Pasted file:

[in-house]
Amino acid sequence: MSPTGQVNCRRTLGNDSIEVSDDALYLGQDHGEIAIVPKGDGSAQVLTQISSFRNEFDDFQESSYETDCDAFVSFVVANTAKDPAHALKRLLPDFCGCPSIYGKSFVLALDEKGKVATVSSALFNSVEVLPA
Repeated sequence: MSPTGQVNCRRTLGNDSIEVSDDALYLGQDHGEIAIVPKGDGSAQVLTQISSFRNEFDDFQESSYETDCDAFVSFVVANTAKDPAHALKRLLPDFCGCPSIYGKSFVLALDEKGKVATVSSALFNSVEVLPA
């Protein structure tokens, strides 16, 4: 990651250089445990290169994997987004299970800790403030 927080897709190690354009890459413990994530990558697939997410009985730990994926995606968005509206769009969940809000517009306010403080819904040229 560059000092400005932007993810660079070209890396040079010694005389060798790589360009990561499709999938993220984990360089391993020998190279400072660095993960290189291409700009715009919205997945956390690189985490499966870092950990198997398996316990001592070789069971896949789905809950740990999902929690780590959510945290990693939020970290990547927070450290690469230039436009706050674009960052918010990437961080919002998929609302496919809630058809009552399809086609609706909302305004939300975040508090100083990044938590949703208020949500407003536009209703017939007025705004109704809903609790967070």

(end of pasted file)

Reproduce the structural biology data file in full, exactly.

[in-house]
Amino acid sequence: MSPTGQVNCRRTLGNDSIEVSDDALYLGQDHGEIAIVPKGDGSAQVLTQISSFRNEFDDFQESSYETDCDAFVSFVVANTAKDPAHALKRLLPDFCGCPSIYGKSFVLALDEKGKVATVSSALFNSVEVLPA
Repeated sequence: MSPTGQVNCRRTLGNDSIEVSDDALYLGQDHGEIAIVPKGDGSAQVLTQISSFRNEFDDFQESSYETDCDAFVSFVVANTAKDPAHALKRLLPDFCGCPSIYGKSFVLALDEKGKVATVSSALFNSVEVLPA
């Protein structure tokens, strides 16, 4: 990651250089445990290169994997987004299970800790403030 927080897709190690354009890459413990994530990558697939997410009985730990994926995606968005509206769009969940809000517009306010403080819904040229 560059000092400005932007993810660079070209890396040079010694005389060798790589360009990561499709999938993220984990360089391993020998190279400072660095993960290189291409700009715009919205997945956390690189985490499966870092950990198997398996316990001592070789069971896949789905809950740990999902929690780590959510945290990693939020970290990547927070450290690469230039436009706050674009960052918010990437961080919002998929609302496919809630058809009552399809086609609706909302305004939300975040508090100083990044938590949703208020949500407003536009209703017939007025705004109704809903609790967070």